Frostbite became a serious problem as large blisters developed on exposed fingers and hands. By the dawn of the seventh day, the wind had subsided The Sun came out and the men hung their sleeping bags to the mast and spread their socks and other gear all over the deck. The ice began to melt away as porpoises came blowing alongside the boat. Cape Pigeons and an occasional Stormy Petrel swooped within a few feet of the tiny craft. Wild "snapped" the Sun and determined they had gone over miles and were nearly half-way to South Georgia. The eighth, ninth, and tenth days of the voyage had little to report.

James Cook

On the eleventh day May 5 , a tremendous cross-sea developed and at midnight, while Shackleton was at the tiller, a line of clear sky was spotted between the south and south-west. Shackleton wrote, "I called to the other men that the sky was clearing, and then a moment later I realized that what I had seen was not a rift in the clouds but the white crest of an enormous wave.

During twenty-six years' experience of the ocean in all its moods I had not encountered a wave so gigantic. It was a mighty upheaval of the ocean, a thing quite apart from the big white-capped seas that had been our tireless enemies for many days.

White surged the foam of the breaking sea around us. We felt our boat lifted and flung forward like a cork in breaking surf. We were in a seething chaos of tortured water; but somehow the boat lived through it, half full of water, sagging to the dead weight and shuddering under the blow. We bailed with the energy of men fighting for life, flinging the water over the sides with every receptacle that came to our hands, and after ten minutes of uncertainty we felt the boat renew her life beneath us.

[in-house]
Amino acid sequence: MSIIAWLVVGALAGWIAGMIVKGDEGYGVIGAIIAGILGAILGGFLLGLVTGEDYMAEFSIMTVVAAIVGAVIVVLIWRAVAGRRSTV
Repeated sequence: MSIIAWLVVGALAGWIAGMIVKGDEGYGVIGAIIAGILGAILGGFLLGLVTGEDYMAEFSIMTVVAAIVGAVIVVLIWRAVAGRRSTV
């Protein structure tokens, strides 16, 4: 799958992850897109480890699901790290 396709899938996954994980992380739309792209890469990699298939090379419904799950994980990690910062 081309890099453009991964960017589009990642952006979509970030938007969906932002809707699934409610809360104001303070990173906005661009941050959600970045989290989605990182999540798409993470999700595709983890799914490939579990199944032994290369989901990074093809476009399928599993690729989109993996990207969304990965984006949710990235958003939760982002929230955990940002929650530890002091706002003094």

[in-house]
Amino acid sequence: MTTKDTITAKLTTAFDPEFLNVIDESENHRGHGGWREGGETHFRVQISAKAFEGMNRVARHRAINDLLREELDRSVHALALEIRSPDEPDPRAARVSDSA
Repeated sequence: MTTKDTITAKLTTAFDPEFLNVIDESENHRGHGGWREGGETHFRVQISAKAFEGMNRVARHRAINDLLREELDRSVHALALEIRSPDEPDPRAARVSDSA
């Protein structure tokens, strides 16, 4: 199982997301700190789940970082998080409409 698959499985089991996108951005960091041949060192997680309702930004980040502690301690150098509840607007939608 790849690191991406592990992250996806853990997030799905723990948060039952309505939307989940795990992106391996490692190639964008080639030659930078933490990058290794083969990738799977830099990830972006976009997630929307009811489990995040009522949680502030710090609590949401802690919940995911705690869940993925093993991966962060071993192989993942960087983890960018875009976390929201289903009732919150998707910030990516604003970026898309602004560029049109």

It was 3 a. The next day, May 6, Worsley determined that they were not more than a hundred miles from the northwest corner of South Georgia Thirst took possession of them. Their mouths were dry and tongues were swollen. On the morning of May 8, about 10 o'clock, a little bit of kelp was passed. An hour later two birds were seen sitting on a big mass of kelp, and at p.

by Ryan, John J

They looked for a landing place but the presence of blind rollers proved the existence of uncharted reefs along the coast. Here and there were rocks close to the surface and over them great waves broke, spouting thirty to forty feet in the air. Night was drawing near and despite their craving for water, there was no choice but to wait until the following morning to make shore.

It was not until dawn arrived on the morning of May 10 that they sighted an indentation which they thought was King Haakon Bay That afternoon, after tacking five times into the strong wind, between angry reefs and great glaciers on both sides, they made it through the small entrance into the wide mouth of the bay The entrance was so small that they had to take in the oars but in the gathering darkness, the James Caird ran on a swell and touched the beach.

Hold on! Shackleton thought the black snow-crested cliff above them was a giant wave. Unfortunately, the men had landed on the unpopulated side of the island. A seventeen-mile journey over South Georgia's mountains and glaciers to the Stromness whaling station awaited them, an effort no one had ever accomplished.